I have witnessed it firsthand: the tears of frustration, the angry stares, the unrelenting animosity, the blatant hatred.
At first glance, one might think I am a marriage counselor trying to mend relationships beyond repair.
But, alas, it is an election year. I am but a wife, mother, preschool teacher, and a native Atlantan.
I have seen some incredible sights in my short time on this earth, but not many compare to the vitriol seen during this election season.
This goes beyond party affiliations, repeated campaign donation requests, stickers on our bumpers, signs in our yards, or all those tiresome ads on the television that we are all subjected to on a daily basis.
It started quietly and unseen and may have even been unintentional.
Now, it is pervasive, a plague that may not end after our polling places close on Nov. 6 and a winner is declared.
It is deplorable that our community has relented and has let an election issue polarize our community into two camps.
Life-long friendships are strained or have been ended.
Households are at odds with one another and even neighborhood children are arriving at their own conclusions and taking action.
What am I referring to? Amendment One — The Charter School Amendment.
Never before have I witnessed such an extreme inability for two parties to come together and attempt resolution or even a mutual understanding of each other.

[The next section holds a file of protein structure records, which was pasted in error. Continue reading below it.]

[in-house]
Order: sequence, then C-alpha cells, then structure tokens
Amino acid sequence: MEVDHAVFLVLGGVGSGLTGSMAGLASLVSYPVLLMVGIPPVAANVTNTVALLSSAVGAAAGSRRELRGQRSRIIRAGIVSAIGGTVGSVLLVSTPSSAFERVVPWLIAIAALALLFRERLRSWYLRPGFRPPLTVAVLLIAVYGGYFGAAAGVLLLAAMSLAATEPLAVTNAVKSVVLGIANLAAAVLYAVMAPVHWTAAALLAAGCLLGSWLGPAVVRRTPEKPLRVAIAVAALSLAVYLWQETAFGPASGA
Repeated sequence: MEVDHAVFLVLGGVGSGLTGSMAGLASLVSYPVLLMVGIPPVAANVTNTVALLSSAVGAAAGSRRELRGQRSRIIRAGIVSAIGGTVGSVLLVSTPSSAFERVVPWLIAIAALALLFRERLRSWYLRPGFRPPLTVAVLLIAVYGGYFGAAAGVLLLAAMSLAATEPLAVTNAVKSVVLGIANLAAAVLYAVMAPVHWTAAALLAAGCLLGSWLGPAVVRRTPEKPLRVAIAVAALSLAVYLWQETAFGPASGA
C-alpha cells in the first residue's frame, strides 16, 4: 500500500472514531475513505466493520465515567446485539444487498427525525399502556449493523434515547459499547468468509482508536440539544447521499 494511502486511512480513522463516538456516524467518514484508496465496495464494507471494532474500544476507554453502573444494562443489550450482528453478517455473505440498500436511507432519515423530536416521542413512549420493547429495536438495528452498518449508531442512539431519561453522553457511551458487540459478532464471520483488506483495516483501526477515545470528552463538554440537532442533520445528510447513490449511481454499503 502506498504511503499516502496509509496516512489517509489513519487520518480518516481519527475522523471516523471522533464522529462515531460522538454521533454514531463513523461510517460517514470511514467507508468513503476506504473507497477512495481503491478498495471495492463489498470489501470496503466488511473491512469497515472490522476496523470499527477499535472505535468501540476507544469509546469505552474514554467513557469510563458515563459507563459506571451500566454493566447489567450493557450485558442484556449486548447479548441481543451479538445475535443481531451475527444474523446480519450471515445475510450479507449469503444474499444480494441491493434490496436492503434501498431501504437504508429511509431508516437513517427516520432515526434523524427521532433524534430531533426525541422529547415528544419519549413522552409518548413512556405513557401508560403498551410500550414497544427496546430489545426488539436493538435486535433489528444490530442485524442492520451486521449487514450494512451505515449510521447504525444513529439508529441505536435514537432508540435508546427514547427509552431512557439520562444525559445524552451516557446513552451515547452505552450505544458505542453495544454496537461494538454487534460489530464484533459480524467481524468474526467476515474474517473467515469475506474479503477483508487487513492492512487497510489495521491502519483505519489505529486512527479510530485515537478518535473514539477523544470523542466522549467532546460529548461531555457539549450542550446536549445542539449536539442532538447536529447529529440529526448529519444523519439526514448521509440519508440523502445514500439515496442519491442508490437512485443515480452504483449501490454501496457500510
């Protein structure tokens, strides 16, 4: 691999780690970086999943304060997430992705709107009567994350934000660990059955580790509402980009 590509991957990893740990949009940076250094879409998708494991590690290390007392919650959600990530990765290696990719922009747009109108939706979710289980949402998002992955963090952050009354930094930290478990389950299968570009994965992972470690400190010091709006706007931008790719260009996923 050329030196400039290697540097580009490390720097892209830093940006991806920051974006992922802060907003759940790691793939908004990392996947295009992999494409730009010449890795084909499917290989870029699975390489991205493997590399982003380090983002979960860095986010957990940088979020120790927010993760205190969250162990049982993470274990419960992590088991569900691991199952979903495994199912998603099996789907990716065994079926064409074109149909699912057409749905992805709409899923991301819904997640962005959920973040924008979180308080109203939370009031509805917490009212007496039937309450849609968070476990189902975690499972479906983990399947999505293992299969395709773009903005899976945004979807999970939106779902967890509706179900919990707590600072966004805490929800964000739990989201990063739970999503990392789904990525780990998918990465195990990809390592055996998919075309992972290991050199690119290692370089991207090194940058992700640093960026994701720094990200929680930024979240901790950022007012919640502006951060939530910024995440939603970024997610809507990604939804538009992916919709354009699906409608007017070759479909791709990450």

It seems that only one story is being heard by the public (whichever side you are on).
Attempts have been made to cross the aisle and the outcome has been negligible if not downright acrimonious. What is it going to take for us to take a realistic look at this issue and come up with pragmatic solutions?
We are Americans; we take pride in our varied opinions and being allowed the freedom to speak those opinions. But, at whose expense?
Just because we are Americans doesn’t mean that we can relinquish our duties to our fellow man, even in an election year.
We should remember common courtesy, patience, graciousness, self-control and ultimately cooperation.
Maybe, just maybe, we could actually move beyond the petty hatred and move towards something greater: Unification for the greater good — our future — our children.
Alicia Doelman Smerk